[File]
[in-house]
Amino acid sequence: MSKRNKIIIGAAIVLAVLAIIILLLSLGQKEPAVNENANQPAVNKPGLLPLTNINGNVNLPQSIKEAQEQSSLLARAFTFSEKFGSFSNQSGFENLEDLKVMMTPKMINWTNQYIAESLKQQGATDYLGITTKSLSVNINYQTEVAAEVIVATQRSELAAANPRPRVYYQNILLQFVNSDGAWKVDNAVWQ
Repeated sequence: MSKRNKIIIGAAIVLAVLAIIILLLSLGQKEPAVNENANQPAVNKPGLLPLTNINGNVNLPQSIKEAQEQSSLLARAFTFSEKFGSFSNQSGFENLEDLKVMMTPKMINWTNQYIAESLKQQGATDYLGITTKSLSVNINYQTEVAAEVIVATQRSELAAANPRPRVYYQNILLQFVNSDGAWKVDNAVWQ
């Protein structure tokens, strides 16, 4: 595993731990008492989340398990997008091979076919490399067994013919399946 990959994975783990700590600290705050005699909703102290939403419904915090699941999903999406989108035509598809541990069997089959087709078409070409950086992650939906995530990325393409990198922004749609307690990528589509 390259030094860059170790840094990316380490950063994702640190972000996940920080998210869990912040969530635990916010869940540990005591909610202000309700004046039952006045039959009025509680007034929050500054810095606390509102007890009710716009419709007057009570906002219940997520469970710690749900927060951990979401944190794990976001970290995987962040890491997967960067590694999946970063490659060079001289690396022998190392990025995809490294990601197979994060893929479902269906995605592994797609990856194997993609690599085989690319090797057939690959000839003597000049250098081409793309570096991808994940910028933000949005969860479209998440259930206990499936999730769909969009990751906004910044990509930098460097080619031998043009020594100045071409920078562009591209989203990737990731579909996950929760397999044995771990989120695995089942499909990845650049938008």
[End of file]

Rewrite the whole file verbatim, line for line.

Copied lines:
[in-house]
Amino acid sequence: MSKRNKIIIGAAIVLAVLAIIILLLSLGQKEPAVNENANQPAVNKPGLLPLTNINGNVNLPQSIKEAQEQSSLLARAFTFSEKFGSFSNQSGFENLEDLKVMMTPKMINWTNQYIAESLKQQGATDYLGITTKSLSVNINYQTEVAAEVIVATQRSELAAANPRPRVYYQNILLQFVNSDGAWKVDNAVWQ
Repeated sequence: MSKRNKIIIGAAIVLAVLAIIILLLSLGQKEPAVNENANQPAVNKPGLLPLTNINGNVNLPQSIKEAQEQSSLLARAFTFSEKFGSFSNQSGFENLEDLKVMMTPKMINWTNQYIAESLKQQGATDYLGITTKSLSVNINYQTEVAAEVIVATQRSELAAANPRPRVYYQNILLQFVNSDGAWKVDNAVWQ
């Protein structure tokens, strides 16, 4: 595993731990008492989340398990997008091979076919490399067994013919399946 990959994975783990700590600290705050005699909703102290939403419904915090699941999903999406989108035509598809541990069997089959087709078409070409950086992650939906995530990325393409990198922004749609307690990528589509 390259030094860059170790840094990316380490950063994702640190972000996940920080998210869990912040969530635990916010869940540990005591909610202000309700004046039952006045039959009025509680007034929050500054810095606390509102007890009710716009419709007057009570906002219940997520469970710690749900927060951990979401944190794990976001970290995987962040890491997967960067590694999946970063490659060079001289690396022998190392990025995809490294990601197979994060893929479902269906995605592994797609990856194997993609690599085989690319090797057939690959000839003597000049250098081409793309570096991808994940910028933000949005969860479209998440259930206990499936999730769909969009990751906004910044990509930098460097080619031998043009020594100045071409920078562009591209989203990737990731579909996950929760397999044995771990989120695995089942499909990845650049938008």